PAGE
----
Friday, September 25, 2015

Sports Ministry Training in Cuba

During the days of 21 and 22 September, my FCA colleague, Jim Roquemore and I delivered sports ministry and sports chaplaincy training to our friends in Havana, Cuba. Like many in Latin America, they had primarily experienced sports evangelism as the predominant form of ministry in sport. Having visited Cuba in 2009 and 2010, I had some background on their approach and thought they were in a position to see sports ministry from a broader perspective and with an approach beyond evangelism.

We began by discussing the McCown Sports in Ministry Map, followed by the 360 Sports Matrix. I was very encouraged by how quickly they grasped the concepts and made immediate application to their service of sportspeople in their nation. It was most helpful that the room of around thirty sports ministry leaders was populated by people from most every category on the map’s horizontal scale – spectators, novices, recreational participants, players, elite players, and one high profile sportsperson. In their large and small group discussions, they processed the material quickly and were greatly encouraged.

On day two, we delivered the Introduction and the Relationships of a Sports Chaplain, from the material at These materials had been converted into Spanish and were very well received. They and I believe that sports chaplaincy can be of tremendous value to the sporting community in Cuba, not only in Havana, but across the island of 11 million people.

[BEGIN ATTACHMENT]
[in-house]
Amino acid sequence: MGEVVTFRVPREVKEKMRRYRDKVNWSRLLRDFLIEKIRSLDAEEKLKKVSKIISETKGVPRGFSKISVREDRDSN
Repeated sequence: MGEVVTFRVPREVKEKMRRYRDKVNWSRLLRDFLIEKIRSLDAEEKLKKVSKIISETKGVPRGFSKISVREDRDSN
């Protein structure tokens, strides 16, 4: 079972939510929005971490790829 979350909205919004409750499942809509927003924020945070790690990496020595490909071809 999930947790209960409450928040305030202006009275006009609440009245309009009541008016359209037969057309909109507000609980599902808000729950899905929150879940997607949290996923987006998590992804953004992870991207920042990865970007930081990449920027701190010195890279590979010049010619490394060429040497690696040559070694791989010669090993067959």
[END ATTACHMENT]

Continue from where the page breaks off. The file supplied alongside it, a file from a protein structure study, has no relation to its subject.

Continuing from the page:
These loving, passionate, and disciplined leaders feel cut off from the world of sports ministry due to the US embargo and their nation’s lack of infrastructure. In many ways, it’s like Cuba is stuck in the 1960s in terms of infrastructure and technology. We delivered some simple tools for them to use, including copies of Corazon de un Campeon (Heart of a Champion in Spanish), and the FCA INVICTO Bible (in Spanish) from this summer’s camps.

We finished the trip with a visit to a Havana based mission organization to meet with their leadership to discuss options for the shipping of ministry materials and sports equipment to further our Cuban teammates’ ministries in Baseball, Football (soccer), Volleyball, and other sports.

While travel to and from Cuba is rather clumsy from the USA, it is better than it was five years ago. I believe it will be increasingly easy and more frequent for Jim and his colleagues in the coming years.

I told our Cuban friends that their nation is better positioned for the rapid growth of ministry in sport than any other on the planet. That is largely due to the centrality of sport to Cuban culture. A huge mural is painted on the wall of Havana’s best and largest sports arena. It says, “El Deporte Derecho del Pueblo.” “Sport is the right of the People.” This statement in indicative of how important sport is to this nation and it points to the tremendous opportunity the Church and the sports ministry community has in this nation. May we be faithful to serve our Cuban brothers and sisters as they effectively serve Christ Jesus in the world of sport.

Friday, September 18, 2015

Identity and Sportspeople